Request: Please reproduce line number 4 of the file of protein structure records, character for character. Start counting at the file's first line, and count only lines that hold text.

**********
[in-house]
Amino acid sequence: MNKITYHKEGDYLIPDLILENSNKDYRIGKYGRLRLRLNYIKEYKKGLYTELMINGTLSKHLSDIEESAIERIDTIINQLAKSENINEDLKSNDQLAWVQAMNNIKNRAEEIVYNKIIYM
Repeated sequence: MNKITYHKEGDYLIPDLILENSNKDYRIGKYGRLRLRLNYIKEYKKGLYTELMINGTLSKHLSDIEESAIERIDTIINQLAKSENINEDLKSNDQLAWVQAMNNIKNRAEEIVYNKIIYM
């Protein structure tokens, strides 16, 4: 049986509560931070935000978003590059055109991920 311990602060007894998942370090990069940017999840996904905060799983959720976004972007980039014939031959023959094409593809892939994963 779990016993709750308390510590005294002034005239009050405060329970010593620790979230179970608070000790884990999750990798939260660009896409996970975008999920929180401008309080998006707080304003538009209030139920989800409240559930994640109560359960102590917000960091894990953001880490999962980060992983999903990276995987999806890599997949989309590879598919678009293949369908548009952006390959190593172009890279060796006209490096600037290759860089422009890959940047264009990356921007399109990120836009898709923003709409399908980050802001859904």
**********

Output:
């Protein structure tokens, strides 16, 4: 049986509560931070935000978003590059055109991920 311990602060007894998942370090990069940017999840996904905060799983959720976004972007980039014939031959023959094409593809892939994963 779990016993709750308390510590005294002034005239009050405060329970010593620790979230179970608070000790884990999750990798939260660009896409996970975008999920929180401008309080998006707080304003538009209030139920989800409240559930994640109560359960102590917000960091894990953001880490999962980060992983999903990276995987999806890599997949989309590879598919678009293949369908548009952006390959190593172009890279060796006209490096600037290759860089422009890959940047264009990356921007399109990120836009898709923003709409399908980050802001859904």